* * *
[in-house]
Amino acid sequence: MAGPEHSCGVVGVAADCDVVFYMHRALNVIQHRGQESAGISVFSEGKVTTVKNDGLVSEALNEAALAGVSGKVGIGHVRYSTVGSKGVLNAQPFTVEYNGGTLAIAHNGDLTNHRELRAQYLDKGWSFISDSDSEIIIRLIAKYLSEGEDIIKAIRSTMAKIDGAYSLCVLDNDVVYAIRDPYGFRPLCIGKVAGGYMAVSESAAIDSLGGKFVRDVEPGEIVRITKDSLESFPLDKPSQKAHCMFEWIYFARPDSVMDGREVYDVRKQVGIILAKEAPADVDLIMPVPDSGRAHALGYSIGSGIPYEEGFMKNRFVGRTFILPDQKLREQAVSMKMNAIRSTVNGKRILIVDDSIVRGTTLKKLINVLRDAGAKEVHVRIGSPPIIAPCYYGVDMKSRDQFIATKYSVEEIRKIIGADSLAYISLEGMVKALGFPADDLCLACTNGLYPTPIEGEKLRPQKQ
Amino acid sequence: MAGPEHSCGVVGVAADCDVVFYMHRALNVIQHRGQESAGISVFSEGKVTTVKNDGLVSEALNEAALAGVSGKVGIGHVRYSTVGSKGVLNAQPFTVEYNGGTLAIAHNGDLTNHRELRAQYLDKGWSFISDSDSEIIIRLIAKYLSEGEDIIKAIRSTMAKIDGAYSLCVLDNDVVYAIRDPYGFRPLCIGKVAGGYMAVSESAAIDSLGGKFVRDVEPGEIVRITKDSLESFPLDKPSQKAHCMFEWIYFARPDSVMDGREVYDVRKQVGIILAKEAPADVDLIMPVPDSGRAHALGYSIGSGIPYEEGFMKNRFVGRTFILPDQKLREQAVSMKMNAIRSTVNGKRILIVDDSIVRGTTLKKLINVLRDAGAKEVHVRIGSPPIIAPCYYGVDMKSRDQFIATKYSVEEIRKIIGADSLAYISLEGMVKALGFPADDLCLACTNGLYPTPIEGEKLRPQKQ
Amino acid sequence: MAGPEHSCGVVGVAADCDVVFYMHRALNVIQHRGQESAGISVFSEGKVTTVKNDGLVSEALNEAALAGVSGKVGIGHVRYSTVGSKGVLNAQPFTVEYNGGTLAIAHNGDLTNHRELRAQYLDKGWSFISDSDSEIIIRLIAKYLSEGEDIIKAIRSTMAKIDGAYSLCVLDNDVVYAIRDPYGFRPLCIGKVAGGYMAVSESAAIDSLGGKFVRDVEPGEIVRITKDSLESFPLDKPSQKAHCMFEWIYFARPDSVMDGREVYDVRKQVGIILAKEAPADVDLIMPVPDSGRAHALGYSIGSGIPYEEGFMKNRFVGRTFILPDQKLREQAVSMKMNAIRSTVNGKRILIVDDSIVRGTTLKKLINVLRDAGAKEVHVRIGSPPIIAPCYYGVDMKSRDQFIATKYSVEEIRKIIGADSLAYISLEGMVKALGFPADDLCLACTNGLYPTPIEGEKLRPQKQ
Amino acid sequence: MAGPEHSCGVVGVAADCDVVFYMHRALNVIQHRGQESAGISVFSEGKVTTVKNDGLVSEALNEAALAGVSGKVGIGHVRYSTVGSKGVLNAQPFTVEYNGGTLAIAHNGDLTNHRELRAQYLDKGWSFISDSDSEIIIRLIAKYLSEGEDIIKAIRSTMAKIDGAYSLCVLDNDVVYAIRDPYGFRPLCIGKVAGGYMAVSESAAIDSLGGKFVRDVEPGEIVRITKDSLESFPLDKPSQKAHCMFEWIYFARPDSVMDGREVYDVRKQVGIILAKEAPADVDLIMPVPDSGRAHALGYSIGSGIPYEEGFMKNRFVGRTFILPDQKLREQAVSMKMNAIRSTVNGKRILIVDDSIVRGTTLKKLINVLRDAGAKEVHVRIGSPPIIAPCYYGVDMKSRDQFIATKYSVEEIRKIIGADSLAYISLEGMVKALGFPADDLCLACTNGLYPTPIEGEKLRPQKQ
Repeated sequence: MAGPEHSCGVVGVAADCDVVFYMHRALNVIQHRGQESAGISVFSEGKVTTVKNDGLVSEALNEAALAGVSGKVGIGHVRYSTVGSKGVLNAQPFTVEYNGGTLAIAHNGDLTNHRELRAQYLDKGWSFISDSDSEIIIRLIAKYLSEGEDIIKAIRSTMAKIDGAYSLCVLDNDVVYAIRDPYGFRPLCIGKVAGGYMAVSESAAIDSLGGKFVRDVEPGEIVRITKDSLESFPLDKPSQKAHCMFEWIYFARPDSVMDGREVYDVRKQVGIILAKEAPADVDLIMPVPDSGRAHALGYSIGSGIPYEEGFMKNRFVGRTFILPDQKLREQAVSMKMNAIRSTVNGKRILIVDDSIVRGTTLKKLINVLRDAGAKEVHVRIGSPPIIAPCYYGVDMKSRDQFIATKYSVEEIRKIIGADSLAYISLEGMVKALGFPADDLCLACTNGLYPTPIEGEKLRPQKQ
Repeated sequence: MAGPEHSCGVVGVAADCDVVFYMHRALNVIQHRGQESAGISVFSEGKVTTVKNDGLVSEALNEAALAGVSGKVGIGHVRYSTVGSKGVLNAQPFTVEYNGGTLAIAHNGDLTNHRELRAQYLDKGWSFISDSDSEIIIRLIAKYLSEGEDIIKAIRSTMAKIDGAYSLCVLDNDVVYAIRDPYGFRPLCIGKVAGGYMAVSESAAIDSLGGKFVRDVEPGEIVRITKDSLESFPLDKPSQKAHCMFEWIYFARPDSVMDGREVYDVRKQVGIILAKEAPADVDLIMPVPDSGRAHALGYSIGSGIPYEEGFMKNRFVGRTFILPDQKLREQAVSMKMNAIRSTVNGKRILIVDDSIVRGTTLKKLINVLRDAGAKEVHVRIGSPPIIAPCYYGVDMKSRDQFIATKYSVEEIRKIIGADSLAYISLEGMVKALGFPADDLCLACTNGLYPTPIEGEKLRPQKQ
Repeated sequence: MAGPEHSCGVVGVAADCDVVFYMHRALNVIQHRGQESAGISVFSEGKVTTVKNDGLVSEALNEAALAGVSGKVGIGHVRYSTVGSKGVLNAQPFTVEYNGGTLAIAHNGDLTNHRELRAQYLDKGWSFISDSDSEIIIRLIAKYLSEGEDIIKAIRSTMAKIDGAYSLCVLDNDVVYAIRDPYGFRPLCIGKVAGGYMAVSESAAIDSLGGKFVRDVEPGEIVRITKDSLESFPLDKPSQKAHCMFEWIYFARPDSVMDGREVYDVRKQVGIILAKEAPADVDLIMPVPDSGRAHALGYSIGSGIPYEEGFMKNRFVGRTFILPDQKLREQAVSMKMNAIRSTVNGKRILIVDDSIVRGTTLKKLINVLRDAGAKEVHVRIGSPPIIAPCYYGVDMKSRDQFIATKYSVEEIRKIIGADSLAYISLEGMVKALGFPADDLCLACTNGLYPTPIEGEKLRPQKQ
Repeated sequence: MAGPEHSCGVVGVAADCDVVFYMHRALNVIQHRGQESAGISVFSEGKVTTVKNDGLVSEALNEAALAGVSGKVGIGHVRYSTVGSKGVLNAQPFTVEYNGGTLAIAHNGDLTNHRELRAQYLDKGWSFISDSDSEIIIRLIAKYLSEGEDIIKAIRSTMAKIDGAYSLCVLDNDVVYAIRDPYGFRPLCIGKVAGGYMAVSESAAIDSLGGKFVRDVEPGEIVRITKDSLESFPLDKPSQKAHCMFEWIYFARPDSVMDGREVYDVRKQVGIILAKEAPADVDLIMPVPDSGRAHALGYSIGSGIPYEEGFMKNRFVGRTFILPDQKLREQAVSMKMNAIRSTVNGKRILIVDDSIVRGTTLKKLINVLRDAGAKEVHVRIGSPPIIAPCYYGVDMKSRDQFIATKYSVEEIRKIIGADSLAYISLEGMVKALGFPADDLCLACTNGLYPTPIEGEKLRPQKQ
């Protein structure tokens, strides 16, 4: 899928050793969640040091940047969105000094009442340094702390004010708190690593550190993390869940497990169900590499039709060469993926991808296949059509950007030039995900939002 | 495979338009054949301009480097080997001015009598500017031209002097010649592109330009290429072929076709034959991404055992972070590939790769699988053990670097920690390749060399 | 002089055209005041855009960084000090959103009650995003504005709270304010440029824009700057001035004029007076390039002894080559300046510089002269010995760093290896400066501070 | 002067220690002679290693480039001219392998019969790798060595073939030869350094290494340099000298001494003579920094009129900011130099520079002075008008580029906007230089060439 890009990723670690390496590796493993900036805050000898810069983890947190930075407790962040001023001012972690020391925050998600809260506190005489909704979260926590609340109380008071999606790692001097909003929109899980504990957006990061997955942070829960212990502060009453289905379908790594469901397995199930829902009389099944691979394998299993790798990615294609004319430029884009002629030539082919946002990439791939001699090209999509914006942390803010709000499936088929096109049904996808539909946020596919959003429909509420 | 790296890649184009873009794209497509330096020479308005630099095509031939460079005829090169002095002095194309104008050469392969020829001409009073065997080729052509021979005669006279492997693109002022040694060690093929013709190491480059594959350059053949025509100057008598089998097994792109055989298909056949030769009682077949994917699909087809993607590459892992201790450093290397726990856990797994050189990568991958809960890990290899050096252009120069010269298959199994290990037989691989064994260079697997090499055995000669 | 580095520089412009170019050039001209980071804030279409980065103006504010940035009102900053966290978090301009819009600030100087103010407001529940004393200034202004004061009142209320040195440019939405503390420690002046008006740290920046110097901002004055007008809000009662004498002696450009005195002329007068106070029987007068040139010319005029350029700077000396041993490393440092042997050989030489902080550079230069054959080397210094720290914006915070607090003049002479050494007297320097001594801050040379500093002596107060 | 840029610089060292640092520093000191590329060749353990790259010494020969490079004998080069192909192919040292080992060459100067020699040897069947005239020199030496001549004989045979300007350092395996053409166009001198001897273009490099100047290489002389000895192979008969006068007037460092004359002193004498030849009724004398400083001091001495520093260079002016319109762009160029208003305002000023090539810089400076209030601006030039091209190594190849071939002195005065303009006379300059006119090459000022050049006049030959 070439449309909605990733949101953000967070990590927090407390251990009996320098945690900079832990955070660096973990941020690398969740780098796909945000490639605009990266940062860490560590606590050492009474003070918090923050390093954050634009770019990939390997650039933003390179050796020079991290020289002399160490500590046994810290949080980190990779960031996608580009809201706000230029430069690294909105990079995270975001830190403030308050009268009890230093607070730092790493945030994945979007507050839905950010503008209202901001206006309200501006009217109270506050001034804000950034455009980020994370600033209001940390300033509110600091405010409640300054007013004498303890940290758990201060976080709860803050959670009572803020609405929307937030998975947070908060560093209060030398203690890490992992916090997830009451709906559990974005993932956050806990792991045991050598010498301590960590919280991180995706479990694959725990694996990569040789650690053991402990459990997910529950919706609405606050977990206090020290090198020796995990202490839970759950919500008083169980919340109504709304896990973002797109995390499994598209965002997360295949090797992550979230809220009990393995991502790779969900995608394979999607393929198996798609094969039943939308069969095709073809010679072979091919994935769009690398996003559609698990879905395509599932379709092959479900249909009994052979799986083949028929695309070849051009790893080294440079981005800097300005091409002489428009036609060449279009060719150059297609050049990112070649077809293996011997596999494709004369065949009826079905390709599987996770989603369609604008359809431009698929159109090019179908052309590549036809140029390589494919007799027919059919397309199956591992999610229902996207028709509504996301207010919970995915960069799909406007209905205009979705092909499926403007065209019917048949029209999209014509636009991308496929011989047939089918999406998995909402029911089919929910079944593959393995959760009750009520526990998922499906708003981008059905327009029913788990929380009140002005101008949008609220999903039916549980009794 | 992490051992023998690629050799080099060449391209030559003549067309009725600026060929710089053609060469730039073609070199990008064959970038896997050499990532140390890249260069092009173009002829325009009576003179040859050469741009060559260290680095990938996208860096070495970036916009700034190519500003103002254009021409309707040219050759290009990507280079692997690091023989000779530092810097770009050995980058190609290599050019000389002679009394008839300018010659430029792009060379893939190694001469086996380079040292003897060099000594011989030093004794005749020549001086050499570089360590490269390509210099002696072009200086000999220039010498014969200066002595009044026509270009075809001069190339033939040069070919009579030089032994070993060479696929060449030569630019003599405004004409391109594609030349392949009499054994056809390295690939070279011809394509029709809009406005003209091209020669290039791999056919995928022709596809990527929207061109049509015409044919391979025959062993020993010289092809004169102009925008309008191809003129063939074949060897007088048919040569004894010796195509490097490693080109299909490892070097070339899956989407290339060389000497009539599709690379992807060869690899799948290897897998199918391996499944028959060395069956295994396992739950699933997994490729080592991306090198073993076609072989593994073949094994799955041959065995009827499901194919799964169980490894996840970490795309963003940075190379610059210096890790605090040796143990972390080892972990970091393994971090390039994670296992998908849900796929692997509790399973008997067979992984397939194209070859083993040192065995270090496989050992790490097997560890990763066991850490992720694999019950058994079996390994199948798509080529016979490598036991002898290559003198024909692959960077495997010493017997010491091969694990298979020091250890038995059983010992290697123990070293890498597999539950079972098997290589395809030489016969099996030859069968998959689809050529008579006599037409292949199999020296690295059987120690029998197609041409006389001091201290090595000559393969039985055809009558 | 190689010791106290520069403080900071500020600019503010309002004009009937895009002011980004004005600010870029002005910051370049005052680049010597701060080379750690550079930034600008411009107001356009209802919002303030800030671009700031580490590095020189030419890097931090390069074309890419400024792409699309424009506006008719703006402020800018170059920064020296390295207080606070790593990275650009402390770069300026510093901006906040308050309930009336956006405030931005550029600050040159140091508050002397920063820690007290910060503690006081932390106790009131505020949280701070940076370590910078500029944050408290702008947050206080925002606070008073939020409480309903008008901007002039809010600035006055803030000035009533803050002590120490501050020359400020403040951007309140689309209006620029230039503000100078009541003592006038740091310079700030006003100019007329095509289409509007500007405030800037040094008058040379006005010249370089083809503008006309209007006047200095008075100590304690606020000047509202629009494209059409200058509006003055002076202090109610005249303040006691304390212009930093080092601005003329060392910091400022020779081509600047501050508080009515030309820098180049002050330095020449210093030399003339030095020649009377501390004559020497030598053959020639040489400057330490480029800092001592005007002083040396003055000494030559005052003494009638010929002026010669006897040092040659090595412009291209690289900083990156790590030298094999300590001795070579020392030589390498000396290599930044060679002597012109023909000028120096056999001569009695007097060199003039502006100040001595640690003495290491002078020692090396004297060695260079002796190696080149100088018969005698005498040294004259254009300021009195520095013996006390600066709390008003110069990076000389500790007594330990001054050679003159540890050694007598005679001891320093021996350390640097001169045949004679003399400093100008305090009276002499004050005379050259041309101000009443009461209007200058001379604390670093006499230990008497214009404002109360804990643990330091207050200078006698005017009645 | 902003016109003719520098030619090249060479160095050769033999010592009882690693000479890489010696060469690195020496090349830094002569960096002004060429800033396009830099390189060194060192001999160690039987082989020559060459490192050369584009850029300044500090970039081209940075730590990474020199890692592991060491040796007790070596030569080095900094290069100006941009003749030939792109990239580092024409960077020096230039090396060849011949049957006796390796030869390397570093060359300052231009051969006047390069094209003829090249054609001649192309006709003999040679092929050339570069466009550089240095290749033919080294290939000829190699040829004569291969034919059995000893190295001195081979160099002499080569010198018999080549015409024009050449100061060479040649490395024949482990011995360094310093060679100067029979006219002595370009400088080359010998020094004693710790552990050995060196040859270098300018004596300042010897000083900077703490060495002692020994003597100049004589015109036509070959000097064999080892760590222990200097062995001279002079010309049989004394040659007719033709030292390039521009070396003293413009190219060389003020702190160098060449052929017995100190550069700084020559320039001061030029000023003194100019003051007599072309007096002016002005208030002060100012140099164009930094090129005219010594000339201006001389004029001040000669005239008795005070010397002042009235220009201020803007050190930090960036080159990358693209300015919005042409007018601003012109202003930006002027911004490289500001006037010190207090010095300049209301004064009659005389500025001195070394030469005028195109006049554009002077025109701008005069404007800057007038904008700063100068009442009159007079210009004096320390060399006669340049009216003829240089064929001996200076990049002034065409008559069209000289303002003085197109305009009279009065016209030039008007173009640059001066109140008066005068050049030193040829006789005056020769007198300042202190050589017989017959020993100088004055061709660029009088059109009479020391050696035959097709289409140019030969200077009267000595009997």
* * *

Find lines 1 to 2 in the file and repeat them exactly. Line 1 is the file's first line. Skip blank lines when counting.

[in-house]
Amino acid sequence: MAGPEHSCGVVGVAADCDVVFYMHRALNVIQHRGQESAGISVFSEGKVTTVKNDGLVSEALNEAALAGVSGKVGIGHVRYSTVGSKGVLNAQPFTVEYNGGTLAIAHNGDLTNHRELRAQYLDKGWSFISDSDSEIIIRLIAKYLSEGEDIIKAIRSTMAKIDGAYSLCVLDNDVVYAIRDPYGFRPLCIGKVAGGYMAVSESAAIDSLGGKFVRDVEPGEIVRITKDSLESFPLDKPSQKAHCMFEWIYFARPDSVMDGREVYDVRKQVGIILAKEAPADVDLIMPVPDSGRAHALGYSIGSGIPYEEGFMKNRFVGRTFILPDQKLREQAVSMKMNAIRSTVNGKRILIVDDSIVRGTTLKKLINVLRDAGAKEVHVRIGSPPIIAPCYYGVDMKSRDQFIATKYSVEEIRKIIGADSLAYISLEGMVKALGFPADDLCLACTNGLYPTPIEGEKLRPQKQ